At the edge of his white Victorian porch a few blocks from the shore of Lake Champlain, Vermont engineer and social entrepreneur Michael Wood-Lewis leans back in his chair, crosses one ankle over a khaki-covered knee, and looks down the shady street lined with oaks and older, well-loved homes.
“Hey—” He nods to a young neighbor walking down the sidewalk. “How’s it going?” The young man, a violin case strapped to his back, pauses, and the two chat for a few minutes about music, music teachers, performers and what’s going on in the neighborhood.
Neighbors who know each other
It’s a simple moment, an instant of connection, and the kind of conversation Michael loves and initiates a half-dozen times a day with neighbors, young and old. It’s also the kind of connection that characterized the Ohio community in which he grew up—the kind in which people dropped by the house with casseroles when Michael’s mom was ill with cancer and where he’d delivered newspapers on routes inherited from his older brothers.
“That kind of contact has always been important to me,” Michael says. It creates an awareness of the people around you, their needs, their strengths, what they have to offer. It’s what builds a group of people who will support one another, work together for common cause, or who will reach out to one another when help is needed. “It’s what builds a community.”
Unfortunately, when Michael and his wife, Valerie, moved to the Victorian 14 years ago, a sense of community is not what they found. People pretty much kept to themselves, Michael says. “You know the Robert Putnam book Bowling Alone? It was just like that.” Everyone was busy with their own lives, trying to make a living, keep their kids healthy, pay the mortgage and put one foot in front of the other.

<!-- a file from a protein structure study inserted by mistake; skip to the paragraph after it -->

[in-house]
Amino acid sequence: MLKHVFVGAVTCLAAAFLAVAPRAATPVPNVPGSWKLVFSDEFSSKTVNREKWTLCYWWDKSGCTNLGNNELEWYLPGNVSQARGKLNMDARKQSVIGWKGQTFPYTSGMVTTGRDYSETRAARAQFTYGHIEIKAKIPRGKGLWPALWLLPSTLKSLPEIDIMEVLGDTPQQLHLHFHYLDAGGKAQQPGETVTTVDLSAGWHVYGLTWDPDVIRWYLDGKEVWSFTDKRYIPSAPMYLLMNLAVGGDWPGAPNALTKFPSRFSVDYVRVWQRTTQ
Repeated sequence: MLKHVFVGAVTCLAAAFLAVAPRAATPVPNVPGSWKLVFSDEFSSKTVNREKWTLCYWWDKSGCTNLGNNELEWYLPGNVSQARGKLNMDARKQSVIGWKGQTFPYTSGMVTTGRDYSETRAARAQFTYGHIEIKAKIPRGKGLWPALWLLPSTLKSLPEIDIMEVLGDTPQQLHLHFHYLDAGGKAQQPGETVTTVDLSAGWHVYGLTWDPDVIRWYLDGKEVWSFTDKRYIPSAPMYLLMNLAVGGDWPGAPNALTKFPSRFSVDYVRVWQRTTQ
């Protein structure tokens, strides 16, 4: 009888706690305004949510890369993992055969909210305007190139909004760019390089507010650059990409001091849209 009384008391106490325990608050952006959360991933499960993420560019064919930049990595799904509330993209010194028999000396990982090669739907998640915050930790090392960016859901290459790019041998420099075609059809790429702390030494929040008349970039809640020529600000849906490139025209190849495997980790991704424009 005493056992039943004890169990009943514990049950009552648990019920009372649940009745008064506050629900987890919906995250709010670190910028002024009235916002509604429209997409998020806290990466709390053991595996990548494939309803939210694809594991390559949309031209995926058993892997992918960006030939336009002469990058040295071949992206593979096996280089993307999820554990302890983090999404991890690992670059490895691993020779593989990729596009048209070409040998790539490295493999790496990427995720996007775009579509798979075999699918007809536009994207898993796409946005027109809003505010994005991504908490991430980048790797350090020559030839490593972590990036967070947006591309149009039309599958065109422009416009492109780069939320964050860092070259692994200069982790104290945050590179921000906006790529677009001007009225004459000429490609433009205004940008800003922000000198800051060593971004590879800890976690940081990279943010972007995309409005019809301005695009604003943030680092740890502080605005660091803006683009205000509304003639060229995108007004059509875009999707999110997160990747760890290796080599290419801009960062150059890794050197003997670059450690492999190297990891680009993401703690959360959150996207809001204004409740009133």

The digital front porch
So forging connections among his neighbors became Michael’s single-minded purpose. And, after several traditional approaches, he began thinking like the engineer he is: He started to build. In this case, it was a front porch on which people could gather. A digital one. If people had no time to sit around on their own front porches and chat with neighbors, he reasoned, then maybe they would at least cruise by a digital one while they were checking their emails.
The idea was that people from the five streets in his neighborhood and ZIP code would have access to the porch. They could post about anything—lost dogs, school candy sales, a visiting skunk, political candidates on the loose, new bus routes for kindergarteners, property tax hikes, whatever—connect, get to know each other and then take those relationships to the street. Then the next time they saw each other at the market, they’d stop and chat. Maybe introduce their spouses. Or kids. Or other neighbors.
Civility and passionate discussion would be appreciated; bigotry and hate mail would not. The idea was stunningly simple, and nearly everyone in Michael’s community joined the Front Porch Forum, as Michael finally called it. Today, eight years after its launch, the community-building service has helped spawn a number of other community building services and is connecting 85,000 residents in Vermont, New York and New Hampshire.
Making positive connections
But, more important to Michael and the communities the website serves, anywhere from 50 to 75 percent of residents in each area where it’s available regularly hang out on their neighborhoods’ Front Porches.
“It’s gratifying to do work that’s clearly helping so many people in my broader community,” Michael says. “Especially as a parent of school-aged kids—it gives them an example of the kind of meaningful life I hope each of them will have.”